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A brief afterword explains that the rights outlined in the book come from the Convention on the Rights of the Child, which was adopted by the UN General Assembly in 1989. The treaty sets out the basic human rights that belong to children all over the world, recognizing that children need special protection since they are more vulnerable than adults. It has been ratified by 193 countries, with the exception of Somalia and the United States. Once a country has ratified the document, they are legally bound to comply with it and to report on their efforts to do so. As a result, some progress has been made, not only in awareness of children’s rights, but also in their implementation. But there are still many countries, wealthy and poor, where children’s basic needs are not being met.
To read a summary of the Convention on the Rights of the Child, go to www.unicef.org/crc/files/Rights_overview.pdf.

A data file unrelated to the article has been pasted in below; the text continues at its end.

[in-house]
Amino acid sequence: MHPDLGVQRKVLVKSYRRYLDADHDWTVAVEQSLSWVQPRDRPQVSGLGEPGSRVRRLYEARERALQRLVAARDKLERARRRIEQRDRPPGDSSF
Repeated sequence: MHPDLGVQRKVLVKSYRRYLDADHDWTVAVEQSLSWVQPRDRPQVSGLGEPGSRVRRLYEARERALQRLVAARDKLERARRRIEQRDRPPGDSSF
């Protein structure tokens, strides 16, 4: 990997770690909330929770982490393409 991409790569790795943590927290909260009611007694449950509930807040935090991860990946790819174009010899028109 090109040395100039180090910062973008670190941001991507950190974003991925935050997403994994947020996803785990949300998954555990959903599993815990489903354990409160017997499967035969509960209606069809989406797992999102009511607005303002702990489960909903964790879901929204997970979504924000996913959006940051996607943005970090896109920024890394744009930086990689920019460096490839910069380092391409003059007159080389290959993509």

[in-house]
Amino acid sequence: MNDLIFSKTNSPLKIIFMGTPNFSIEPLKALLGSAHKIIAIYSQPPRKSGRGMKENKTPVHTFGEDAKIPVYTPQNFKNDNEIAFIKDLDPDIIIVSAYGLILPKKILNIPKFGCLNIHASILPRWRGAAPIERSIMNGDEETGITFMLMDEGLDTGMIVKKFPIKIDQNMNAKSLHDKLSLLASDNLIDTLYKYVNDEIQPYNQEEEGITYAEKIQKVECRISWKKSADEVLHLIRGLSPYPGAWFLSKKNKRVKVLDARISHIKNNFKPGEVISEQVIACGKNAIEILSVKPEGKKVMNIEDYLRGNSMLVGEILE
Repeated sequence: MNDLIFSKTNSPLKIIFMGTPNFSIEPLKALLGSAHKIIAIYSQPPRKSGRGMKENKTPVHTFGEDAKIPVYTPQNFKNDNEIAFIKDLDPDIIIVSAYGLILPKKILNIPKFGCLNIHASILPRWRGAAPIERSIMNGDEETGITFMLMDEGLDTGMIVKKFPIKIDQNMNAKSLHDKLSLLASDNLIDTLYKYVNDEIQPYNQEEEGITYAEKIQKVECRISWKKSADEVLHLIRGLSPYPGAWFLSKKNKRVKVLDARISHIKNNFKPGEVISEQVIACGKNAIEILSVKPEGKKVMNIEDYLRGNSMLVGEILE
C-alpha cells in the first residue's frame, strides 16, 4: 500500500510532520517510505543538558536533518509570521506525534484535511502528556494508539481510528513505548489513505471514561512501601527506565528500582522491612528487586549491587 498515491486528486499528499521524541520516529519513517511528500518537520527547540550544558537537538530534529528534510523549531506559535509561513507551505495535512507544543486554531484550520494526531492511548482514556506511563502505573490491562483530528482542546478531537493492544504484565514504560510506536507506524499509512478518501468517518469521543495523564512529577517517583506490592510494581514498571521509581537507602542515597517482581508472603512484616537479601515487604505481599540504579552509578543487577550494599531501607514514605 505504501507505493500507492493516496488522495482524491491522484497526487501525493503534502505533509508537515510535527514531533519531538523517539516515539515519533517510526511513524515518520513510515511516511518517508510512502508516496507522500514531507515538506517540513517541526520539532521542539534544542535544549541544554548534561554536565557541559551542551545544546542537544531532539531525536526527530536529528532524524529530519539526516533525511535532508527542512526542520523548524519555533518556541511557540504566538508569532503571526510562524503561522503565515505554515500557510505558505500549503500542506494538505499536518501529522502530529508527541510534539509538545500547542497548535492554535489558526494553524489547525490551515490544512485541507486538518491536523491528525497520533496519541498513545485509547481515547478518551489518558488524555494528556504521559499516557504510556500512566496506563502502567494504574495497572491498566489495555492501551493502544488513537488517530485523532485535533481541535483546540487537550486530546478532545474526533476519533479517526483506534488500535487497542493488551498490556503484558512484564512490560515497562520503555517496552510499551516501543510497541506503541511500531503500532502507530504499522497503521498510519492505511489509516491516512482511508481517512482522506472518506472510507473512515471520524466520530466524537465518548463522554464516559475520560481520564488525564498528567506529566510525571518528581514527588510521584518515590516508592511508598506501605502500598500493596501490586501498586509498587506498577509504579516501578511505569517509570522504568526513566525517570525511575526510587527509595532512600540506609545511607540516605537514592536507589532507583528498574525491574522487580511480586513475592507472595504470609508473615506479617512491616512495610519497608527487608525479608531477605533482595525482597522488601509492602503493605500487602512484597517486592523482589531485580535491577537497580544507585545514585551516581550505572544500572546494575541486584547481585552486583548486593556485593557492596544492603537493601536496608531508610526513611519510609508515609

" is a powerful work, and a handsome one." — Publishers Weekly
"…folk-like, colorful illustrations…" —IRA Reading Today Online
"I am a child with eyes, hands, a voice, a heart, and rights. I have the right to a first name, a last name, a family that smiles at me, and a country that is my home. I have the right to have enough food to eat and water to drink so that I can grow."
— from the book
I have the right to a first name, a last name, a family that smiles at me, and a country that is my home.
I have the right to have enough food to eat and water to drink so that I can grow. My favorite thing is an orange. You can eat it or drink its juice!
I have the right to live under a roof, to be warm but not too hot, not to be poor and to have just enough of what I need, not more.
I have the right to be cured with the best medicines that were ever invented.
And to run and jump and climb and shout:
“It’s so wonderful to feel good!”